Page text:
In this, our final episode for Constitutional Law II, we will examine public religious displays (such as nativity scenes and the Ten Commandments), as well as briefly consider the Free Exercise of religion.
Lynch v. Donnelly (SCOTUS, 1984)
Allegheny County v. Greater Pittsburgh ACLU (SCOTUS, 1989)
Stone v. Graham (SCOTUS, 1980)
McReary County v. ACLU of Kentucky (SCOTUS, 2005)
Van Orden v. Perry (SCOTUS, 2005)
Smith v. Employment Division (SCOTUS, 1990)
In this episode we will examine the coercion test, the history / tradition test, the “stupid legislator” test, as well as briefly examining school prayer and the pledge of allegiance.
Marsh v. Chambers (SCOTUS, 1983)
Lee v. Weisman (SCOTUS, 1992)
Santa Fe Independent School District v. Doe (SCOTUS, 2000)
Wallace v. Jaffree (SCOTUS, 1985)
Elk Grove Unified School District v. Newdow (SCOTUS, 2004)
Can the state provide funding to a private, religious school? The answer, as in many situations is, “it depends.” In this episode we’ll look at some of the various ways that private-school funding has been deemed an establishment, and other ways in which it was not.
Committee for Public Education v. Nyquist (SCOTUS, 1973)
Mueller v. Allen (SCOTUS, 1983)
Grand Rapids School District v. Ball (SCOTUS, 1985)
Auguilar v. Felton (SCOTUS, 1985)
Agostini v. Felton (SCOTUS, 1997)
Zelman v. Simmons-Harris (SCOTUS, 2002)
We now turn to our final topic in Constitutional Law II, the Religion Clauses. The clauses protect the free exercise of religion, as well as ensuring against the establishment of a religion (aka “separation of church and state”). We will talk a bit about the historical context of the Religion Clauses, as well as two foundational cases.
Thomas Jefferson’s letter to the Danbury Baptists
Everson v. Board of Education (SCOTUS, 1947)
Lemon v. Kurtzman (SCOTUS, 1971)
Defamation is another type of “speech” that is often said as being outside the 1st Amendment. In this episode we briefly look at the substantive aspects of defamation, as well as the constitutional requirements of proof before a defamation cause of action can proceed against a public figure.
NY Times Co. v. Sullivan (SCOTUS, 1964)
Gertz v. Robert Welch, Inc. (SCOTUS, 1974)
We continue our discussion of indecent speech by examining COPA, the Child Online Protection Act.
ACLU v. Ashcroft (SCOTUS, 2002)
Often times speech will not rise to the level of “obscene”, but will be considered “indecent.” (For example, it could be considered obscene as to minors.) When public broadcasting is concerned, there are certain regulations that the state can place on this speech. I also advocate examining these regulations based upon a commons model, allowing the government to regulate indecency only when the medium technologically requires the government to establish licenses for using the medium.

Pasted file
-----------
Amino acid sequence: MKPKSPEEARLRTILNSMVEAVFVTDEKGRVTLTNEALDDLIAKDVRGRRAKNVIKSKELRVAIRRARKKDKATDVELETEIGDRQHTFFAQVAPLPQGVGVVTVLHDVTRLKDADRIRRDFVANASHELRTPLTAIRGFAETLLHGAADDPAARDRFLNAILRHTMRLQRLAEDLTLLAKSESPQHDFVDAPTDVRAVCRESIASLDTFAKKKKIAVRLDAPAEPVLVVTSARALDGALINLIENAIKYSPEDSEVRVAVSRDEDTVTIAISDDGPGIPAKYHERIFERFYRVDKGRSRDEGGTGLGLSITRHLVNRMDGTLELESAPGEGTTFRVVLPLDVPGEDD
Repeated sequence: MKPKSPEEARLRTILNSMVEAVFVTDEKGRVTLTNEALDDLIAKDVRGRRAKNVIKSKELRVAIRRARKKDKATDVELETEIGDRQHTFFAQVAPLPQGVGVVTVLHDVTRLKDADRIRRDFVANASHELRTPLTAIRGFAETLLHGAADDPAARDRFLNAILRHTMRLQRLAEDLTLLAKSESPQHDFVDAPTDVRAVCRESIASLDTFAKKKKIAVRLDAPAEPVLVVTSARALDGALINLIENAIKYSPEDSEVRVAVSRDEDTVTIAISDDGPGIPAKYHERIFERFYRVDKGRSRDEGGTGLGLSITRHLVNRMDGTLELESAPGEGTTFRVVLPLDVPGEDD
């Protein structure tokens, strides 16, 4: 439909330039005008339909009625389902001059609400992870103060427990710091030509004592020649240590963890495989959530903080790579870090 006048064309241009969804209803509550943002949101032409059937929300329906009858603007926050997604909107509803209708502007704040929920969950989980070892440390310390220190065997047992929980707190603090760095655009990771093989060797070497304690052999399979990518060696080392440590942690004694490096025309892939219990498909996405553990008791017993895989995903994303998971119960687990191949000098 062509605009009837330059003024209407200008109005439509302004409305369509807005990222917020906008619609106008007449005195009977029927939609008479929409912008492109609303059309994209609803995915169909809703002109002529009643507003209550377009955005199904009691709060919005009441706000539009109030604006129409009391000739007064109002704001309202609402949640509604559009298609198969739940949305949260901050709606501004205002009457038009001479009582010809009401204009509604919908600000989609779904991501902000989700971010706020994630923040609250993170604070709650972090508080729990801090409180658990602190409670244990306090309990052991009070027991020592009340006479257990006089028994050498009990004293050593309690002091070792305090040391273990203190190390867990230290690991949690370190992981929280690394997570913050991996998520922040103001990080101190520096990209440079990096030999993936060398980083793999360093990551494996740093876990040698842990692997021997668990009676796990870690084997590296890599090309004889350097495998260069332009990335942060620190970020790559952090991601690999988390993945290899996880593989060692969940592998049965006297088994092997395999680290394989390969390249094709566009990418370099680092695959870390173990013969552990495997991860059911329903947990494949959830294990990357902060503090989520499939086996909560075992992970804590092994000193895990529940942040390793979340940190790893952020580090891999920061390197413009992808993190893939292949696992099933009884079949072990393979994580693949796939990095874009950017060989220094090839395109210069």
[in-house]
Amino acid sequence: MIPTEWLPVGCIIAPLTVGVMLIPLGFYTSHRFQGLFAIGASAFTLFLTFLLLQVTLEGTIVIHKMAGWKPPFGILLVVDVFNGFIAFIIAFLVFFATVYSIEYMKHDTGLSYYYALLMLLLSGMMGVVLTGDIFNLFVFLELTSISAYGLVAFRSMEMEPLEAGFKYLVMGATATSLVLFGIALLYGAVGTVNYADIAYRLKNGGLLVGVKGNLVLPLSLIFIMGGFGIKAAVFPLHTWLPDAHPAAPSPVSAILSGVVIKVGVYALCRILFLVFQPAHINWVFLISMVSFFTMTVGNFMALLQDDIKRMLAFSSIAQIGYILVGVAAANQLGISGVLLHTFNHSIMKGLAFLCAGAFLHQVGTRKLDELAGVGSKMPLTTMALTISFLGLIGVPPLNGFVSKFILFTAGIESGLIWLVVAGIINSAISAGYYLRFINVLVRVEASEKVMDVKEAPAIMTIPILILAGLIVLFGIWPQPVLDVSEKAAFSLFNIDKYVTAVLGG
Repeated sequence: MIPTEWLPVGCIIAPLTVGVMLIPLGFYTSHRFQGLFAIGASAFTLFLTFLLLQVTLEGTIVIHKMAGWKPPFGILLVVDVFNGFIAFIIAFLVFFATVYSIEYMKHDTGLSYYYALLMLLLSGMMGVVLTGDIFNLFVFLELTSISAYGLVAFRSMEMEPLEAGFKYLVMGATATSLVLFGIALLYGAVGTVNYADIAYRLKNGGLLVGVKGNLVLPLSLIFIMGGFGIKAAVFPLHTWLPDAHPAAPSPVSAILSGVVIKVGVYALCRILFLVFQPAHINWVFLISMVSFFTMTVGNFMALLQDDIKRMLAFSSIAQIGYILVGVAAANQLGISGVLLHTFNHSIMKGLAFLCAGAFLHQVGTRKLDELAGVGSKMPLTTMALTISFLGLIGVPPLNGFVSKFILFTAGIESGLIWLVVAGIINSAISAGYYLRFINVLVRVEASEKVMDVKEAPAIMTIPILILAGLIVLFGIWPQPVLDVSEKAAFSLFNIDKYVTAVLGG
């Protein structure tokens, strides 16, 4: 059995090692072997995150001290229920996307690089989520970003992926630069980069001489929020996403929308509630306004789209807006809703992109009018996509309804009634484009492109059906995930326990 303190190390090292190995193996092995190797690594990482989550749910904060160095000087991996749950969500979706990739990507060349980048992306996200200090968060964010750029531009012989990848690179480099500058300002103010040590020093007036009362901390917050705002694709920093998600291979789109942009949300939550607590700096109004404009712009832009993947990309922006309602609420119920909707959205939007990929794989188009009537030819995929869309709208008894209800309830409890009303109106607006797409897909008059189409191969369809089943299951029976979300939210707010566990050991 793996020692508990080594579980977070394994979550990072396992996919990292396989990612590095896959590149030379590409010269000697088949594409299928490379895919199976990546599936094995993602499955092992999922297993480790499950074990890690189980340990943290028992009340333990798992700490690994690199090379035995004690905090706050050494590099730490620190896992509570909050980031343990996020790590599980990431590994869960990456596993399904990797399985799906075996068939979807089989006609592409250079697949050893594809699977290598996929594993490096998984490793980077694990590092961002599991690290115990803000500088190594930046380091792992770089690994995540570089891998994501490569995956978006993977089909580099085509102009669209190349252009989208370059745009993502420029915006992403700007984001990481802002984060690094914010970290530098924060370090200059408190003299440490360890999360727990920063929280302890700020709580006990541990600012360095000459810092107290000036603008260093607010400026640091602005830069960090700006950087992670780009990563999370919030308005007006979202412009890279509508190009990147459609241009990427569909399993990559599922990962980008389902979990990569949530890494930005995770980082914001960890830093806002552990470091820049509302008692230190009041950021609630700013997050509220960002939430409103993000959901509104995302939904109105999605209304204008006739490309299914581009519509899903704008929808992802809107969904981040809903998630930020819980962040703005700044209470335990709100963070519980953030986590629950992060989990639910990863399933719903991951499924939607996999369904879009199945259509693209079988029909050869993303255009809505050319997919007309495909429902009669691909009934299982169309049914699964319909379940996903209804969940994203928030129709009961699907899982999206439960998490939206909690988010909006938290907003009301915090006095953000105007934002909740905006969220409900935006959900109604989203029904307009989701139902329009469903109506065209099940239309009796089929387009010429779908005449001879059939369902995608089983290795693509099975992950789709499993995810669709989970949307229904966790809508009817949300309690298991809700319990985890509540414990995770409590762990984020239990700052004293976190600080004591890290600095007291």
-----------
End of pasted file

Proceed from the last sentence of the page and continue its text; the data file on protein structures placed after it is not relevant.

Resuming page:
Young v. American Mini Theatres, Inc. (SCOTUS, 1976)
FCC v. Pacifica Foundation (SCOTUS, 1978)
Sable Communication of CA, Inc v. FCC (SCOTUS, 1989)
Obscenity is often said to be outside the 1st Amendment. In this episode we will look at the policies and arguments that underly not protecting obscenity, the historical (and continuing) difficulty in defining exactly what obscenity is, as well as the current test for obscenity.
Wikipedia article on Robert Mapplethorpe
Roth v. United States (SCOTUS, 1957)
Ginzburg v. United States (SCOTUS, 1966)
Miller v. California (SCOTUS, 1973)
Paris Adult Theatre I v. Slaton (SCOTUS, 1973)
Commercial speech historically received no 1st Amendment protection. However, that has somewhat recently changed, granting commercial speakers an intermediate level of protection.
Virginia State Board of Pharmacy v. Virginia Citizens Consumer Council, Inc. (SCOTUS 1976)
Central Hudson Gas & Elec. Corp v. Public Service Comm’n (SCOTUS, 1980)
44 Liquormart v. Rhode Island (SCOTUS, 1996)
When the government pays for speech, it is also given additional leeway in crafting the conveyed message. Examples are government employees and those receiving government funding.
Rust v. Sullivan (SCOTUS, 1991)
Rosenburger v. Rector and Visitors of University of Virginia (SCOTUS, 1995)
United States v. American Library Association, Inc. (SCOTUS, 2003)